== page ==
misconduct by improperly threatening Kamba Kabangu ("Kabangu"), a proposed defense witness, and that the district court
consequently erred by denying his post-trial motion to dismiss on that basis. cases to Tzeuton. Tzeuton contended in his motion that "when the government's case was almost complete," the prosecution "alleged that Kabangu had referred numerous Congolese asylum
Immigrations and Customs Enforcement ("ICE") had evidence that Mr. Kabangu was in the United States illegally, and that he had 4
testimony," (J.A. 557), and "that ICE agents planned to arrest Mr. Kabangu if he arrived in the Court." (J.A. 558). objected to the counsel was timing knew of [this to the disclosure, two Tzeuton that before Defense would
"government [Kabangu] counsel
scheduled to the
testify in accord with a pre-trial meeting with defense counsel, where Kabangu stated that "Nzone was widely regarded as a fraud and a liar," (J.A. 555), that "he did not believe that Mr. Tzeuton had committed any fraudulent activities, and felt Mr. Tzeuton was being `framed' by other employees." (J.A. 554). Based on the information disclosed by the prosecution, the district court appointed Kabangu a lawyer, and he ultimately decided not to testify. Tzeuton argues that the prosecution's
conduct "violated the Defendant's fundamental due process rights to present a defense by interfering with the free and unhampered choice of the witness to testify." (J.A. 551). However, no
affidavits were filed in support of the motion to dismiss by Tzeuton, Kabangu, their counsel, or anyone else. In denying the motion, the district court first found that "any purported evidence that Kabangu would give about Mr. Nzone would be quite marginal to [the prosecution's evidence] so . . . it's hard to even conclude . . . that there was deprivation of 5
the right of a fair trial." (J.A. 772). evidentiary foundation for any of
Moreover, with no claims about
Kabangu, the district court stated that "I have what really is clearly 773). third-hand testimony" from Tzeuton's counsel. (J.A.
Finally, the district court found that Kabangu likely have testified anyway, given his vulnerability to
cross-examination for other criminal activity," (J.A. 776), and that there was no prosecutorial misconduct, because "I think it's an awkward situation for everybody because they could have been damned if they did and damned if they didn't. But [the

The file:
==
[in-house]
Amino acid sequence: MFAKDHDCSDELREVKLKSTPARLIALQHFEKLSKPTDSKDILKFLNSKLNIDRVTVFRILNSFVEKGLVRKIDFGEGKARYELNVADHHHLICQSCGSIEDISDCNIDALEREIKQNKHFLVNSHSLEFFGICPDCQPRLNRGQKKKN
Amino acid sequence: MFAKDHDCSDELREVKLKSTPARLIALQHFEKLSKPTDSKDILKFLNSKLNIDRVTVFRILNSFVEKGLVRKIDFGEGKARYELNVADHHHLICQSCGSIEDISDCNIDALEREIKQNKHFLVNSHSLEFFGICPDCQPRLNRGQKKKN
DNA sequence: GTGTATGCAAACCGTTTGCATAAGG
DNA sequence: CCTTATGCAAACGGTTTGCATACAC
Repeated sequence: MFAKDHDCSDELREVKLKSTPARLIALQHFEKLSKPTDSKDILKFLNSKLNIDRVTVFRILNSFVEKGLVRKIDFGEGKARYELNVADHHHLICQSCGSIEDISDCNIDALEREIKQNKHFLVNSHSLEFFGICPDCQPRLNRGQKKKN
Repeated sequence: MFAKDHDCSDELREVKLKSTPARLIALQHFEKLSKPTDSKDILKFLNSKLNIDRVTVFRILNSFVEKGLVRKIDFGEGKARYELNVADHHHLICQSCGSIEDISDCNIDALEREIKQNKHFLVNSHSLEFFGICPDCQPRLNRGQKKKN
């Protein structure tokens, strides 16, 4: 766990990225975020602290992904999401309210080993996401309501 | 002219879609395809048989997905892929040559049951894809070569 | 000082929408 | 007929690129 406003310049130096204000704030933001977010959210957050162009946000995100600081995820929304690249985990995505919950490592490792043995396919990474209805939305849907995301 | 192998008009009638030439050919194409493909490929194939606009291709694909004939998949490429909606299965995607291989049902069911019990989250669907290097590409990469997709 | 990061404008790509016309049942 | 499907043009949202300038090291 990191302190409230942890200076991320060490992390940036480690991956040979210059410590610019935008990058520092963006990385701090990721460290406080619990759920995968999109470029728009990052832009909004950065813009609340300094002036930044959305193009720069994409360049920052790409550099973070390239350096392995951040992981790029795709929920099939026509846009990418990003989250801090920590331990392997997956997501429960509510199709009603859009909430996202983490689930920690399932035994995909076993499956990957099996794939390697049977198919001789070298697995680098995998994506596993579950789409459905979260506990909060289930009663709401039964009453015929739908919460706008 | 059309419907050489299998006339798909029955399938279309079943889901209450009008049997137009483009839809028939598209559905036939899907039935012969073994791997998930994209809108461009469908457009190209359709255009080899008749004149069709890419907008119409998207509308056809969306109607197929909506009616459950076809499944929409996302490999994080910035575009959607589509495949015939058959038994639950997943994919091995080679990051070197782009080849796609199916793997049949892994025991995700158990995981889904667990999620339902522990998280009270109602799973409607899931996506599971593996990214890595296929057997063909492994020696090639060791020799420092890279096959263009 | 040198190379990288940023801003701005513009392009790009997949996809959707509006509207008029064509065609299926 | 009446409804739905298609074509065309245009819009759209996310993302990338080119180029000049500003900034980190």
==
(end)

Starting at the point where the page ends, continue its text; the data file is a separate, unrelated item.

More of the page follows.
prosecution], I think largely are being held to answer for good intentions." (J.A. 777). We review the denial of a motion to dismiss United based States on v.
McDonald, 61 F.3d 248, 253 (4th Cir. 1995), overruled on other grounds 2000). In order to prove reversible prosecutorial misconduct, a defendant must first show that the prosecution acted improperly. "Improper intimidation of a witness may violate a defendant's due process right to present his defense witnesses freely if the intimidation amounts to `substantial government interference by United States v. Wilson, 205 F.3d 720 (4th Cir.
with a defense witness' free and unhampered choice to testify." United States v. Saunders, 943 F.2d 388, 392 (4th Cir. 1991) 6
(quoting United States v. Hammond, 598 F.2d 1008, 1012 (5th Cir. 1979)). Next, if "a defendant is able to establish a
substantial government interference, the inquiry moves to the question of whether it was prejudicial or harmless error."
Saunders, 943 F.2d at 392. The district court did not err in finding that the
prosecution did not act improperly.
There is no evidence of any
direct conversations or contact between government agents and Kabangu. 1 about Instead, the prosecution communicated its concerns in open court, in front of defense counsel.
Furthermore, the dual responsibility of prosecutors puts them in a position of, as the district court put it, being "damned if they did and damned if they didn't." (J.A. 777). In United